Garrison Keillor wrote on salon.com that it is "wrong, wrong, wrong to rewrite 'Silent Night.'" While I may agree with Mr. Keillor for aesthetic reasons, I disagree on theological grounds.
I think our version of "Silent Night" (#251 in Singing the Living Tradition) is actually quite nice. I'm more unhappy with "Joy to the world! the Word is come" (#245), which may be theologically and historically defensible, but is an abomination to my ears.
GK continues, "Christmas is a Christian holiday -- if you're not in the club, then buzz off. Celebrate Yule instead or..." Perhaps he is unaware that many of our beloved "Christmas traditions" have been borrowed from pagan and earth-centered faiths. Not only do holly, mistletoe and Christmas trees (and the YULE log!) come from pagan rituals, even the date is borrowed. Up until the year 330 CE or so, Jesus' birthday was celebrated on January 6th. Then they replaced the Roman holiday of Natalis Invicti, the rebirth of the Unconquered Sun, with the birth of Jesus, and celebrated not the sun but the "maker of the sun," on December 25th.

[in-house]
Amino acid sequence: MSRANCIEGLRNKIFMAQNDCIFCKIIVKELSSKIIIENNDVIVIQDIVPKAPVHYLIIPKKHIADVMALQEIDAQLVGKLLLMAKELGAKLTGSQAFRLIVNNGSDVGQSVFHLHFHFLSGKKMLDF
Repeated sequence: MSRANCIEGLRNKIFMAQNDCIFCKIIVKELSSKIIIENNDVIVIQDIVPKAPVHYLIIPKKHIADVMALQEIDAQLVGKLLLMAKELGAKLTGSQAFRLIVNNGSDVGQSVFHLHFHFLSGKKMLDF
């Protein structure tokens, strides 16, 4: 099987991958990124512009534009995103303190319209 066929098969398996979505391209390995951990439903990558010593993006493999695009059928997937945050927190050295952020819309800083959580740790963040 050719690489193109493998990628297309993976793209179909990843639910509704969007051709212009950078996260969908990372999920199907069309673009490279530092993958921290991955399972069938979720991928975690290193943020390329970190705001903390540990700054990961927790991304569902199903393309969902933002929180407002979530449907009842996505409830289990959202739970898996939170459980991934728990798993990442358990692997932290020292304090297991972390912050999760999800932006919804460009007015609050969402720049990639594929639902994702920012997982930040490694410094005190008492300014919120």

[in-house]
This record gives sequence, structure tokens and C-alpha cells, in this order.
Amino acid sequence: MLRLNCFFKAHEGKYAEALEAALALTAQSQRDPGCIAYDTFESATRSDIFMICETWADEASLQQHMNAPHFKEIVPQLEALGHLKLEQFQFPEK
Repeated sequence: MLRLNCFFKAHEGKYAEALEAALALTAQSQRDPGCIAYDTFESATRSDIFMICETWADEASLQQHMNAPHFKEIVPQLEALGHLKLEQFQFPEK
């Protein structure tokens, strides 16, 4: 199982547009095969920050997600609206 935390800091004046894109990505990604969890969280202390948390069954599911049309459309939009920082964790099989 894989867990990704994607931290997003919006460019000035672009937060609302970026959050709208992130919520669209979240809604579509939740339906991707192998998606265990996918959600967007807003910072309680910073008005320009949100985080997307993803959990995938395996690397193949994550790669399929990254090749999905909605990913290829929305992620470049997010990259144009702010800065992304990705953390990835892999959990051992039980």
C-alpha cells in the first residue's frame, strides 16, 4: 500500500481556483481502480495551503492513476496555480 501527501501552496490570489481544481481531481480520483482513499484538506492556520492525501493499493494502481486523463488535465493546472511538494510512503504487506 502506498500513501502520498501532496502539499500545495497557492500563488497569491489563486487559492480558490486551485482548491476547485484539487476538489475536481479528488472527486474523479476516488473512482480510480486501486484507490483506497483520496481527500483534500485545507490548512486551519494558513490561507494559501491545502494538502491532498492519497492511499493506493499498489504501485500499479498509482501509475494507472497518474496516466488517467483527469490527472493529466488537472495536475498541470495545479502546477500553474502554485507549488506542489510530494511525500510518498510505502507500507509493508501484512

Holiday traditions--all human traditions--must evolve to continue serving the people who celebrate them. I understand that many people need and rely on absolutes; for such folks, there is nothing metaphorical about religion, and nothing should be changed about the various festivals and celebrations. I leave it to them, to deal with the cognitive dissonance of the historical fact that Christmas has changed.
For myself, I appreciate that we adapt our rituals, to stay fresh and meaningful. I still want some "old" rituals and elements, and I want some new understandings, too. As usual, it is all about balance. Rather than a moribund, brittle, unchanging faith, I need evolving, vital, relevant spiritual practices. Perhaps that is why they named the hymnal "Singing the Living Tradition"--because we are singing, and co-creating, our living faith.
Happy holidays to all, whichever and however you celebrate.